Re: Cut-off Machine Uses
I would go diamond blade if at all possible, the abrasive blades are so slow,
I my self have not seen much difference between the metal or the abrasive masonry but there is a large difference in the diamond blades when cutting,
I do not think it should hurt the machine much, as the grit off metal cutting is not very good either, some places sell "cheap" diamond blades, not there not the quality of the good ones but when I first started I bought a cheap diamond blade and cut all the block I needed for a basement, the blade was about $100, I had a few abrasive blades I tried and yes you can cut with them, If your only cutting a few brick or block the abrasive is probably the best for the dollar, but if you have some to do, get a dry cut diamond blade,
the big thing is the purpose of the saw is not designed for masonry work, (it is more IMO) on the way the materials are held, and supported,
the nicest way is a wet tray saw,
a 7" diamond blade in a skill saw would work well, or the thin 4" in a grinder, and cut both sides,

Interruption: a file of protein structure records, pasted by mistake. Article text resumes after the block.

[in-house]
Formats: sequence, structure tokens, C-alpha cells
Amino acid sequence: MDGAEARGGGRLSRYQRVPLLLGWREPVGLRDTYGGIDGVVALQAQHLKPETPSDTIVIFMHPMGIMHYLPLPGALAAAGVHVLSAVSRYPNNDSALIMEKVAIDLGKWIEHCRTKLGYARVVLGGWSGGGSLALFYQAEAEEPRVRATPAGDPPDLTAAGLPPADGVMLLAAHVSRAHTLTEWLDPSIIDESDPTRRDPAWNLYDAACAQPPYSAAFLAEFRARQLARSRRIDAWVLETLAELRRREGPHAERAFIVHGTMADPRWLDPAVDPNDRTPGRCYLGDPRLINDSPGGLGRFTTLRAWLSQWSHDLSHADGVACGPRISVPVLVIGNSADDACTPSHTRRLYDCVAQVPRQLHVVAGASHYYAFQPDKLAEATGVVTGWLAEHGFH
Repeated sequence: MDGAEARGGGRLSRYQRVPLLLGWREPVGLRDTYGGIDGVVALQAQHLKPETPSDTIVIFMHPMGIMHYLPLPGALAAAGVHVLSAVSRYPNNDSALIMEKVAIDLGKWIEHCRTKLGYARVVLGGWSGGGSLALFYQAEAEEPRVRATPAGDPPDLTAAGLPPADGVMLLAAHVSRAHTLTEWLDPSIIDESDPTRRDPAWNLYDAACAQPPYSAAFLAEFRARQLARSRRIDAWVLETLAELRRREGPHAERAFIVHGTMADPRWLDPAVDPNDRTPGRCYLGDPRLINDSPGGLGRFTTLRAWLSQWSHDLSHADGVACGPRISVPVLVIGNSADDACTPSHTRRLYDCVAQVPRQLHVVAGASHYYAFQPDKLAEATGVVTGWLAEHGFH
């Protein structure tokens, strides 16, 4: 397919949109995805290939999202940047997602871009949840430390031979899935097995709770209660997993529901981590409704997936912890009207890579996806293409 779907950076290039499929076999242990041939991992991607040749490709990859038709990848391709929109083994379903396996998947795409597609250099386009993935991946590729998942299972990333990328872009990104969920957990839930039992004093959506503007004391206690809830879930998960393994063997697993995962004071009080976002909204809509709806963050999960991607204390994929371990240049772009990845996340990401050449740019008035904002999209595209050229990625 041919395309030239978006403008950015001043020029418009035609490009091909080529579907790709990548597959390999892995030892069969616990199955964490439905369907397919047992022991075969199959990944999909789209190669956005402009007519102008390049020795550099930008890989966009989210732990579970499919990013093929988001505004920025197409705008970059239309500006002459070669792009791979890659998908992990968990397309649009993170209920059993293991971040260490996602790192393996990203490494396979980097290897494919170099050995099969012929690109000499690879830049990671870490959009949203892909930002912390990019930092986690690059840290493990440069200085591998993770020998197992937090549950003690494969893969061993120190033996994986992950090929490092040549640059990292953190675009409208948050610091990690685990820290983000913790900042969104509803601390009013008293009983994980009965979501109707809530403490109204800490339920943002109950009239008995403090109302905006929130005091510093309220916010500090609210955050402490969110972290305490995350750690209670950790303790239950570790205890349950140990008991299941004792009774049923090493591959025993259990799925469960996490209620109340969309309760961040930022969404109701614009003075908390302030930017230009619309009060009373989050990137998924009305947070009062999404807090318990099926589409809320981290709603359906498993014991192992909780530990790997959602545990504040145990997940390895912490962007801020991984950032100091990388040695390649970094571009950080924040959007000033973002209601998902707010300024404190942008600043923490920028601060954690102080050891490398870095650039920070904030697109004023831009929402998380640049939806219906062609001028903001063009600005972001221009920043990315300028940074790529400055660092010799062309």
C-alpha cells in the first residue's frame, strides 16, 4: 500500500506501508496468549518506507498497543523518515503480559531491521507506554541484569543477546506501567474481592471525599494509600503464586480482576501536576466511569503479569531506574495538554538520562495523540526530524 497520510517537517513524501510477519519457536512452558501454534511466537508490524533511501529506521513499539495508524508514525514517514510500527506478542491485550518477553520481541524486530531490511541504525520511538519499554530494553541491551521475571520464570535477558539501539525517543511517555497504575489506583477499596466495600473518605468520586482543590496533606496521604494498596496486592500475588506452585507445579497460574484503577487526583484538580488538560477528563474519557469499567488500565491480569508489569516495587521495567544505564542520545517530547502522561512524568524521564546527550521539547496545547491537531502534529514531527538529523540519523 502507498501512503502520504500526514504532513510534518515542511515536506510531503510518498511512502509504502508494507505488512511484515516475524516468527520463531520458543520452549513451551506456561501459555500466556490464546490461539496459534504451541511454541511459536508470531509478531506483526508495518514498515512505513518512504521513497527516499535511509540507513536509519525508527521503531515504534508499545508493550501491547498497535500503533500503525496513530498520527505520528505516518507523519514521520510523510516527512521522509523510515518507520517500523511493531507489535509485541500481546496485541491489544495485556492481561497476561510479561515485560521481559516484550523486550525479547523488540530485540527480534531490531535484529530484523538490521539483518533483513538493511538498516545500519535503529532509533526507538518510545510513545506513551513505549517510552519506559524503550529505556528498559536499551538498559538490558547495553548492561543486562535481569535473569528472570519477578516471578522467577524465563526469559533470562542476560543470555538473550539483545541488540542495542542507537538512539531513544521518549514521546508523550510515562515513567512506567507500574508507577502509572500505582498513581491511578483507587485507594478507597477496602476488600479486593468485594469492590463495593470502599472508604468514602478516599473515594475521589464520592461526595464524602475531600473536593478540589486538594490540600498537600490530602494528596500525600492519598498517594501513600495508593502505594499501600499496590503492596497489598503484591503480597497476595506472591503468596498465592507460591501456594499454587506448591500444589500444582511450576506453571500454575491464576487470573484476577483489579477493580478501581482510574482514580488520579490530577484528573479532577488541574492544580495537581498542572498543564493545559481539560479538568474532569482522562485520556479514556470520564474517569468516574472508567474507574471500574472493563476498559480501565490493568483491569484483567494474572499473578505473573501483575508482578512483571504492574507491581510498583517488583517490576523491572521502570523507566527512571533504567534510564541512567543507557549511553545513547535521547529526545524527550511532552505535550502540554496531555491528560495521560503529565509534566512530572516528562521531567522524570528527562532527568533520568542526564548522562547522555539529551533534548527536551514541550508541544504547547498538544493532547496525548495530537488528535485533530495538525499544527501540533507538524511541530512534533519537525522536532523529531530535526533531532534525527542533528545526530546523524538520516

(renting machine desigend for the work, may be an option depending on how your plan is and how much your going to try to accomplish in a day),
like said use some form of breathing protection,
as far as the company saying they can or can not be used on the machine, would probably be more a liability issue with them, as like said it was not designed to cut / hold that kind of materials, (not that I think it is much of an issue or see in my mind a danger any greater than cutting steel or other on it),
I think the blades are the same in arbor size, (at least the blades I have used, all Had the same arbor size).
Push sticks/blocks Save Fingers
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